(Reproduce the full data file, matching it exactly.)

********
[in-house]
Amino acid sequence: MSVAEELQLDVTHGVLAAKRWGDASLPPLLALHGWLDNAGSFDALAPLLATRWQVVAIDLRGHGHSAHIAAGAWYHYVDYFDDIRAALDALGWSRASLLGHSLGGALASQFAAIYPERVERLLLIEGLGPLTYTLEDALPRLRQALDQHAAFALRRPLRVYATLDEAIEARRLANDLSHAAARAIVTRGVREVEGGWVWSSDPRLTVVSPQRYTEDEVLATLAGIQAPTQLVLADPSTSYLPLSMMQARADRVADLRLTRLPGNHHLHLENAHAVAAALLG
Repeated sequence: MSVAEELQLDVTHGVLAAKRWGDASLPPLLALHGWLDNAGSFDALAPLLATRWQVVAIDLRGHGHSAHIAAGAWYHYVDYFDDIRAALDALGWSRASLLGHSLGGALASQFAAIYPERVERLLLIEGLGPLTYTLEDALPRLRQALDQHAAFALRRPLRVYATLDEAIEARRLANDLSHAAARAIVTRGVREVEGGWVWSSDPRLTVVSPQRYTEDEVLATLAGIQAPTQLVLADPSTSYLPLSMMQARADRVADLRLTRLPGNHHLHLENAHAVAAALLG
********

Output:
[in-house]
Amino acid sequence: MSVAEELQLDVTHGVLAAKRWGDASLPPLLALHGWLDNAGSFDALAPLLATRWQVVAIDLRGHGHSAHIAAGAWYHYVDYFDDIRAALDALGWSRASLLGHSLGGALASQFAAIYPERVERLLLIEGLGPLTYTLEDALPRLRQALDQHAAFALRRPLRVYATLDEAIEARRLANDLSHAAARAIVTRGVREVEGGWVWSSDPRLTVVSPQRYTEDEVLATLAGIQAPTQLVLADPSTSYLPLSMMQARADRVADLRLTRLPGNHHLHLENAHAVAAALLG
Repeated sequence: MSVAEELQLDVTHGVLAAKRWGDASLPPLLALHGWLDNAGSFDALAPLLATRWQVVAIDLRGHGHSAHIAAGAWYHYVDYFDDIRAALDALGWSRASLLGHSLGGALASQFAAIYPERVERLLLIEGLGPLTYTLEDALPRLRQALDQHAAFALRRPLRVYATLDEAIEARRLANDLSHAAARAIVTRGVREVEGGWVWSSDPRLTVVSPQRYTEDEVLATLAGIQAPTQLVLADPSTSYLPLSMMQARADRVADLRLTRLPGNHHLHLENAHAVAAALLG